The Web, like all other media, has both customers (users) and those trying to reach these users (advertisers, sponsors, e-commerce). As with other media, target markets include consumers and the business-to-business (b-to-b) markets. Let's start our discussion with the users—the target markets.
Users: Consumer Market In 1995, there were an estimated 14.9 million users on the Net. By mid-2002, there were an estimated 150 million, with 64.3 percent of all U.S. households now accessing the medium.1 The rapid adoption continues internationally as well, with an estimated 445.9 million users worldwide.2 (See Figure 15-3.) As shown in Figure 15-4, the adoption curve of the Internet greatly outpaces that of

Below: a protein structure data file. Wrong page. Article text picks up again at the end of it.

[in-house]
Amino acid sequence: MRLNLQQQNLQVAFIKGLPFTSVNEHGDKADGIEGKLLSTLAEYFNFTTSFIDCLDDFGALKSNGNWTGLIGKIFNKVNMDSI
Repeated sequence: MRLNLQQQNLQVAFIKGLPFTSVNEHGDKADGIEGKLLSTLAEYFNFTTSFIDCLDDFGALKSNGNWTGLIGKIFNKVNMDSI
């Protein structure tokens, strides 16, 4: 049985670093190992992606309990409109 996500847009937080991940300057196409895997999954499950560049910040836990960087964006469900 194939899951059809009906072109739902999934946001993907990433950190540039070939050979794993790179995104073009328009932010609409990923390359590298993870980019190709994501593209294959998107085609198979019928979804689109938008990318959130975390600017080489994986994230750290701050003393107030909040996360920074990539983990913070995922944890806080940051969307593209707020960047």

| ntern gt P rogram As with other media discussed earlier in this text, using the Internet requires the development of a plan. This plan should consider target audiences (users of the Net), specific objectives and strategies, and methods for measuring effectiveness.
Figure 15-4 Adoption curves for various media—the Web is ramping fast 120
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Co-op Mailing means that two or more businesses share in the cost and distribution of a direct mail campaign. It's kind of like having you and another non-competing business split the cost of printing, assembling and mailing an advertising flyer to a shared same market base.